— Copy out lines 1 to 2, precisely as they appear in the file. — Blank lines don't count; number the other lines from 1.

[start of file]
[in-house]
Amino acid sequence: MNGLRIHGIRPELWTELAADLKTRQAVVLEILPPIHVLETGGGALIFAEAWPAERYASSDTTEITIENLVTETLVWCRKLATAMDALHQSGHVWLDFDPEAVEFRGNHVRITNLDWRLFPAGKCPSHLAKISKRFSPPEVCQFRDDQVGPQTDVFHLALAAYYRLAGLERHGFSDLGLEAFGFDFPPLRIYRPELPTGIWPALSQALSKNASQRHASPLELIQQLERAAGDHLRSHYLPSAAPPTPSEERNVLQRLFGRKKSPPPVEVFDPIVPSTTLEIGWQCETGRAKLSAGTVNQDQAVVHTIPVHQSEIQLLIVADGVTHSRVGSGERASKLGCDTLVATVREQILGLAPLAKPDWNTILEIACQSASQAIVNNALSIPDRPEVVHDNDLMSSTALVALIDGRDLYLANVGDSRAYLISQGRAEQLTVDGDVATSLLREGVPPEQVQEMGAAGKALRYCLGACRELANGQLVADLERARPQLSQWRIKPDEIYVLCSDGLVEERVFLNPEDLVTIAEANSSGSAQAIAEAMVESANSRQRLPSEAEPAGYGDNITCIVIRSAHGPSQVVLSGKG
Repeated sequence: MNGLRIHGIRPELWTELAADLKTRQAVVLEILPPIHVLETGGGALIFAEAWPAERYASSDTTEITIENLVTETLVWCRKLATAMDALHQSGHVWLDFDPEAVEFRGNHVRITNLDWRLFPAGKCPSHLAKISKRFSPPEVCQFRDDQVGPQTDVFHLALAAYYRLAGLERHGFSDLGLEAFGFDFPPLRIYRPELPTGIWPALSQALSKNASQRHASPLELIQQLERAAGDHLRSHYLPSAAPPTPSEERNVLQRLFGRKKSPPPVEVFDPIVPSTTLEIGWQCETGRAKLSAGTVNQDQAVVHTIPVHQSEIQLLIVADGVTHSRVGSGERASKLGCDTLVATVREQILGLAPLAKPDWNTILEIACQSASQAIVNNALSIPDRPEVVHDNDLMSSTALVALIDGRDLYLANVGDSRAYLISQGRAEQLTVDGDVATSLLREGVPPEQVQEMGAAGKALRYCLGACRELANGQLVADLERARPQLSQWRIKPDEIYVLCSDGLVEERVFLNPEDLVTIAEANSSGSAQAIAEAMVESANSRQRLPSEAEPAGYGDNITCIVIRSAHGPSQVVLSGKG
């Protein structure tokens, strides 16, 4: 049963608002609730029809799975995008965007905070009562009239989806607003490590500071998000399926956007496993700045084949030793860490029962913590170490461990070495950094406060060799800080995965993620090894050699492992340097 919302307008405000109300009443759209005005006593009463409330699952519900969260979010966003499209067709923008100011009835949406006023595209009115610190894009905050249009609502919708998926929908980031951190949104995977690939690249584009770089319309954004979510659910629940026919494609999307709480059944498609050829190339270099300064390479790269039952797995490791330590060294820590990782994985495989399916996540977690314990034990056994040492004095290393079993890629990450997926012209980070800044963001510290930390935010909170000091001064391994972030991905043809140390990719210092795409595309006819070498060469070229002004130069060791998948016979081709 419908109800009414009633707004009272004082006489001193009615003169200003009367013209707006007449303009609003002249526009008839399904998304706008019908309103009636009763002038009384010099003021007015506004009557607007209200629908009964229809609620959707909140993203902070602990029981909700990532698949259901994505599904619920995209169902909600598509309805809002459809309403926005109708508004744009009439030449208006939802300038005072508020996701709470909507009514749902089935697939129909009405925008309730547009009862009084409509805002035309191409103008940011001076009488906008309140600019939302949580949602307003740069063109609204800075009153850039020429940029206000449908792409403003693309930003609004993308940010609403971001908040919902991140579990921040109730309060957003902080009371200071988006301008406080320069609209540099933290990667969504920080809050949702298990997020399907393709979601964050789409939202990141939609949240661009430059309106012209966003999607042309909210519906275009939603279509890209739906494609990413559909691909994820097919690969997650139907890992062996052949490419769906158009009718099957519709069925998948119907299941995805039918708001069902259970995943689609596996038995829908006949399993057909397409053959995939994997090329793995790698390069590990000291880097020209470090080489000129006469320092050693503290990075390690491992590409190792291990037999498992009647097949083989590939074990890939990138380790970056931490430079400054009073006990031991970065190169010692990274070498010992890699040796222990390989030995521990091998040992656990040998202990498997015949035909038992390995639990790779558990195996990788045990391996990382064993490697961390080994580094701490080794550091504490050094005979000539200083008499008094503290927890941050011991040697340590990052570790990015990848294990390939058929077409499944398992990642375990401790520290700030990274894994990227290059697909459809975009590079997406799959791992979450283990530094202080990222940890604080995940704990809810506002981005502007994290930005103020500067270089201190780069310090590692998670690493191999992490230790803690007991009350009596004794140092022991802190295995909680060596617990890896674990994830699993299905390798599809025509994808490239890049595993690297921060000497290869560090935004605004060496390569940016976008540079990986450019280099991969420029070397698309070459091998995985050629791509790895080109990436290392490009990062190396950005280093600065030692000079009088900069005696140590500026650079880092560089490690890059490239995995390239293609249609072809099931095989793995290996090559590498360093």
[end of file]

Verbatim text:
[in-house]
Amino acid sequence: MNGLRIHGIRPELWTELAADLKTRQAVVLEILPPIHVLETGGGALIFAEAWPAERYASSDTTEITIENLVTETLVWCRKLATAMDALHQSGHVWLDFDPEAVEFRGNHVRITNLDWRLFPAGKCPSHLAKISKRFSPPEVCQFRDDQVGPQTDVFHLALAAYYRLAGLERHGFSDLGLEAFGFDFPPLRIYRPELPTGIWPALSQALSKNASQRHASPLELIQQLERAAGDHLRSHYLPSAAPPTPSEERNVLQRLFGRKKSPPPVEVFDPIVPSTTLEIGWQCETGRAKLSAGTVNQDQAVVHTIPVHQSEIQLLIVADGVTHSRVGSGERASKLGCDTLVATVREQILGLAPLAKPDWNTILEIACQSASQAIVNNALSIPDRPEVVHDNDLMSSTALVALIDGRDLYLANVGDSRAYLISQGRAEQLTVDGDVATSLLREGVPPEQVQEMGAAGKALRYCLGACRELANGQLVADLERARPQLSQWRIKPDEIYVLCSDGLVEERVFLNPEDLVTIAEANSSGSAQAIAEAMVESANSRQRLPSEAEPAGYGDNITCIVIRSAHGPSQVVLSGKG